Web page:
On Monday the Government announced plans to sell student loans to private investors. The deal will involve around 4 billion pounds’ worth of loans from almost half a million students whose repayments began between 2002 – 2006. In an effort to cut national debt, the government will sell the loans through securitisation – ‘the process of taking an illiquid asset, or group of assets, and through financial engineering, transforming them into a security’ (Investopedia.com): where debt will be sold as bonds to investors.
According to The Financial Times the proposed sale of the loans will not affect the terms or the administration of the income-contingent loans that currently stand, with the government insisting that former students who fall into this bracket will be not be affected as strict controls will be in place. David Gauke, Chief Secretary to the Treasury believes the sale “will play an important contribution in our work to repair the public finances”.
However, this type of loan is riskier than other forms of private sector debt; the current loan repayment system for students in this threshold means they begin paying back their debt once earning over £17,495, and subsequently stop if income falls below this; the repayment of debt is currently 9% of any earning above this level and moves with the Retail Price Index.
Although the sale will not affect the current terms of the administration of these income-contingent loans, it has raised questions for the impacts of future changes on the loans. The sale involves set regulations, meaning that to change the terms would be a violation of a contract, leaving future governments unable to modify these terms.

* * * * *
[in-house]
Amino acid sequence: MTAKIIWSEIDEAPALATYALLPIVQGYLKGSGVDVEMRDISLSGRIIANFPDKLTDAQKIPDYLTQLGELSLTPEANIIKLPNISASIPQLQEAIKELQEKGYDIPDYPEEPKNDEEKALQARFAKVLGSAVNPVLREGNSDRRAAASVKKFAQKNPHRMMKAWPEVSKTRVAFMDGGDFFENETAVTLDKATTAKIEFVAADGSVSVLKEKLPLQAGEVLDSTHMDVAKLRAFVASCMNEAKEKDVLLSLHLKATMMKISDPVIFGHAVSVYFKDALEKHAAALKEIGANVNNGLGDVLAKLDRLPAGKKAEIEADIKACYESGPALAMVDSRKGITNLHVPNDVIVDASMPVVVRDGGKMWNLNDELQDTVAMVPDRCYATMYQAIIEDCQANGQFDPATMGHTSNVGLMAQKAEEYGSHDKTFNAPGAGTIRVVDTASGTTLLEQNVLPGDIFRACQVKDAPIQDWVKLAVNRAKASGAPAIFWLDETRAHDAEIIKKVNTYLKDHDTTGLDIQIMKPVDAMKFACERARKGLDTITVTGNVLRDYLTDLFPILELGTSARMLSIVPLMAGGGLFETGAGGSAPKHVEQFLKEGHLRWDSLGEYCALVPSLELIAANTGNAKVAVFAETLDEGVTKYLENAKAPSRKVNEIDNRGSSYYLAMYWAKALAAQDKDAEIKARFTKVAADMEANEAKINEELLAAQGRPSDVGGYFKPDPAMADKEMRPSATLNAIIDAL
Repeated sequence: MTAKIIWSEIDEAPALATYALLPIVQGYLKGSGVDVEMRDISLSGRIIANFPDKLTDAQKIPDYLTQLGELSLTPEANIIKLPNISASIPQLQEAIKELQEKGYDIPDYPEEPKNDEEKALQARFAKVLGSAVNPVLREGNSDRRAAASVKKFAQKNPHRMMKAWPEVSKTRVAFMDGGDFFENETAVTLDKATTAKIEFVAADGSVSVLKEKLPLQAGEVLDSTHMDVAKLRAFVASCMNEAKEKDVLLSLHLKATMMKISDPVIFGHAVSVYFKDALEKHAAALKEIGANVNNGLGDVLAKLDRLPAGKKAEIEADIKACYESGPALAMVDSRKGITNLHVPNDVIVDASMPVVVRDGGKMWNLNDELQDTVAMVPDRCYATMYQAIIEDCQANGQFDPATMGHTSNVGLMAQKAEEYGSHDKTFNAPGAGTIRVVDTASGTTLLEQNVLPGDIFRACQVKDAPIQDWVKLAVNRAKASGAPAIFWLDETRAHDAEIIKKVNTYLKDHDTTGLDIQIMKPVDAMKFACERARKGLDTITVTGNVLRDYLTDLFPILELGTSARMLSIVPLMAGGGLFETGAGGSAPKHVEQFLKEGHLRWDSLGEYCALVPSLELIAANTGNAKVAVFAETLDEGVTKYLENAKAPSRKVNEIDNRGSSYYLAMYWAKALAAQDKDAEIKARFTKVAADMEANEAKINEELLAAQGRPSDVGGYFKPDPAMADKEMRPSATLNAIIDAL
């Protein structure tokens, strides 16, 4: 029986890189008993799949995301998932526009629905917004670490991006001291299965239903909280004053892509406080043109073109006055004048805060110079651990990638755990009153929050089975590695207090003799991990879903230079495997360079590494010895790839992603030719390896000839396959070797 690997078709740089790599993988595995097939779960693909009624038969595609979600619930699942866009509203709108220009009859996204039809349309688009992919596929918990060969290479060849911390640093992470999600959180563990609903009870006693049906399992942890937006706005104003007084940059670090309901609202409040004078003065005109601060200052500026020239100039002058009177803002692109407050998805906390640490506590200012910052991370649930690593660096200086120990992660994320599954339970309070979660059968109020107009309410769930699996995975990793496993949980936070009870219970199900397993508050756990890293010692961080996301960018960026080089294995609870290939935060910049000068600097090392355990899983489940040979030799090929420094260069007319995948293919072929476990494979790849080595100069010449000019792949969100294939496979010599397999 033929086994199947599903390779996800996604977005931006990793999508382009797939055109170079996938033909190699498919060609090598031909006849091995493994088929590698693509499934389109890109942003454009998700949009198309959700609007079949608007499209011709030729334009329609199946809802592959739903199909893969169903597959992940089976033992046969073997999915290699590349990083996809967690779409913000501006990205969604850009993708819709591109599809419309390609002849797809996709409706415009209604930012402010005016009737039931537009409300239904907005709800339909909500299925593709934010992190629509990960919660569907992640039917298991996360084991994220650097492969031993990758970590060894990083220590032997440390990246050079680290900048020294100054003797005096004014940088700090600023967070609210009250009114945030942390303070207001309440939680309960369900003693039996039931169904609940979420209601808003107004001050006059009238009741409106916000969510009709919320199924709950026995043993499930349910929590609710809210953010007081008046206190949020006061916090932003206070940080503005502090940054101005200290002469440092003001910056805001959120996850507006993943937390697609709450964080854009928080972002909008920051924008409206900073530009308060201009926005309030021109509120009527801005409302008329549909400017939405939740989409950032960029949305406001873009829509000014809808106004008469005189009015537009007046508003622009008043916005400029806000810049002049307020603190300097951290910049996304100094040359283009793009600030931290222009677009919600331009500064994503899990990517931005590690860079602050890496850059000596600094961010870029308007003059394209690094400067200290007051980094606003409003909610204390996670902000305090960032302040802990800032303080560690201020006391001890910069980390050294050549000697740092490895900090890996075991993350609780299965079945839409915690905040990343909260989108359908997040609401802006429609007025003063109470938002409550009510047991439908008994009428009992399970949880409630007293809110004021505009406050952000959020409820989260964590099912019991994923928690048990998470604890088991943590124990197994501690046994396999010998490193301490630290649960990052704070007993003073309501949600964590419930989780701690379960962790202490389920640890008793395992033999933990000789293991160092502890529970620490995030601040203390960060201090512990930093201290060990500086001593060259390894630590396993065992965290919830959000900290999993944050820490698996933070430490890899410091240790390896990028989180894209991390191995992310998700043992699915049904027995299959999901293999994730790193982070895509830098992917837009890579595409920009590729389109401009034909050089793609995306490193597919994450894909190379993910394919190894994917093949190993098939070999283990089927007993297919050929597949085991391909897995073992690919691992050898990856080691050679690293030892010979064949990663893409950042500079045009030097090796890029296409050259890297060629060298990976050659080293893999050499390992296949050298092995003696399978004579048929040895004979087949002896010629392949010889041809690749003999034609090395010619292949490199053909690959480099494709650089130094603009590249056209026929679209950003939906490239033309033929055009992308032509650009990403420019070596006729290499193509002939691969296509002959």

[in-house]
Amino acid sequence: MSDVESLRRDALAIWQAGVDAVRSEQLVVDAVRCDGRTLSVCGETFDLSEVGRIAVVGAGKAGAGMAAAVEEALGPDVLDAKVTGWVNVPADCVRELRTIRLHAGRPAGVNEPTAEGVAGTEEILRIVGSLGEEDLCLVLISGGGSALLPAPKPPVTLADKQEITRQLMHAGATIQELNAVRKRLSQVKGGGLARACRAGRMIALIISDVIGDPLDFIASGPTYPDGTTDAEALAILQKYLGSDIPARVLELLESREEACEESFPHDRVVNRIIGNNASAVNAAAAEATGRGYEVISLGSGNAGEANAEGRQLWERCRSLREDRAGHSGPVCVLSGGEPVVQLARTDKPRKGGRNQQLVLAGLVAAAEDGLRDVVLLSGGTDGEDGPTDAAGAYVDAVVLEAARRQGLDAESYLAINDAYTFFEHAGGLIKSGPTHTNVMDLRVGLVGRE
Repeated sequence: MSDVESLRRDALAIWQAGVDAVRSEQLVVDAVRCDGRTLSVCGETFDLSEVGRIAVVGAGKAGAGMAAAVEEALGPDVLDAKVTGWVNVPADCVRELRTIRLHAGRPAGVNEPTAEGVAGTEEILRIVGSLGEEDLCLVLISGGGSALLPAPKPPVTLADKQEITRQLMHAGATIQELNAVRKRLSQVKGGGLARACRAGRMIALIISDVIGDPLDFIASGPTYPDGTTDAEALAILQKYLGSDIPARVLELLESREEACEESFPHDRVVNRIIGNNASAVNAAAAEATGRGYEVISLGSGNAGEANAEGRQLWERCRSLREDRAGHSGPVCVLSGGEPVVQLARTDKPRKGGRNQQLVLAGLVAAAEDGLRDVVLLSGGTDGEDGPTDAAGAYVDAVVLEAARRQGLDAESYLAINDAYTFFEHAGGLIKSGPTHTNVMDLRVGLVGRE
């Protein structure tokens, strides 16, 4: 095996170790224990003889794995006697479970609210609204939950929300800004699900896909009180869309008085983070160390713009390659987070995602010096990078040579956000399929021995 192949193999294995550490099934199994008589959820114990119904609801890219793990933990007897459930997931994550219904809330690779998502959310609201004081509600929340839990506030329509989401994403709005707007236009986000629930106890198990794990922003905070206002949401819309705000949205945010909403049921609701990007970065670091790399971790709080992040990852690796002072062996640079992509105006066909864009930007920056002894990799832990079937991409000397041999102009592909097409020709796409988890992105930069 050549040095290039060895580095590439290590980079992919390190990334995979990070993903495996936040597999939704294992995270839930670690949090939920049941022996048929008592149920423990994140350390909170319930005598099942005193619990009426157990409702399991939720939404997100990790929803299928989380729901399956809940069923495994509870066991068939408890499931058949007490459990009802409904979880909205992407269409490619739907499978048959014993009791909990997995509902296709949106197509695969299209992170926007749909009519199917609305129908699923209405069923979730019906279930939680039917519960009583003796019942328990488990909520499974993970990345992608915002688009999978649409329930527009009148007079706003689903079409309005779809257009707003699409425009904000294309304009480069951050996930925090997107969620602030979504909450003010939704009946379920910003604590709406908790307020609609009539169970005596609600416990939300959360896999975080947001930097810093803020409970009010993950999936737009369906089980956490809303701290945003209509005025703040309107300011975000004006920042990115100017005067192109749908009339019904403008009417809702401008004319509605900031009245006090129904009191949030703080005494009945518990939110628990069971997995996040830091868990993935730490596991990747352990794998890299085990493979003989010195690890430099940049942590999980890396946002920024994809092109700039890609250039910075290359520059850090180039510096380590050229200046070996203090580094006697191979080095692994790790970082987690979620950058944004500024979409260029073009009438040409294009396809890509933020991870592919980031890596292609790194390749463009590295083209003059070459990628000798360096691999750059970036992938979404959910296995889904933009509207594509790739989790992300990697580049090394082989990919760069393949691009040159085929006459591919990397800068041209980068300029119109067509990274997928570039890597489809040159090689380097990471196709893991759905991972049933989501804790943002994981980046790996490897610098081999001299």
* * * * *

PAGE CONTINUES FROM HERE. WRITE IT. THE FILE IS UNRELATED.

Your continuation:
Many are opposed to the selling, including Sorana Vieru, Vice-President for higher education at the National Union of Students(NUS) , who believes that ministers are “pulling an ugly move on students”. Adding that selling to private investors will lead to temptation “for governments to subject future students to extortionate interest, commercial terms and conditions and the raising of the repayment threshold”.
These recent changes to the ownership of student loan led to the questioning of what do students really know about their own debt?
In a survey conducted this week current University students were asked general questions about student loans, including questions about the recent privatisation plans. We found that 76.92% of students were not aware that the Government is selling the loans of those who started repayment between 2002-2006 to private investors. When asked “How aware are you of the current payback system for student loans?”, only 15% said they were completely aware, with a further 69% saying they only understood certain aspects of it. Many also had no idea about interest rates regarding student debt or the changing Retail Price Index.
It is clear that many students are actually quite unsure about the reality of University debt that follows us once we graduate. Whether it’s because many choose to ignore the debt that is quietly piling onto our shoulders or perhaps students have actually not been made aware of interest rates, inflation and payment plans. These recent changes could lead to further implications to the repayment of debt in the future, and whilst some may prefer to remain blissfully unaware until graduation, for those concerned, here is a simple breakdown:
Plan 2 is for English and Welsh students who started on or after 1 September 2012. You start repaying when you earn over £21,000.
Data source: http://www.slc.co.uk/services/interest-rates.aspx
By Jess Jones
(Photo from FrontPagemag.com)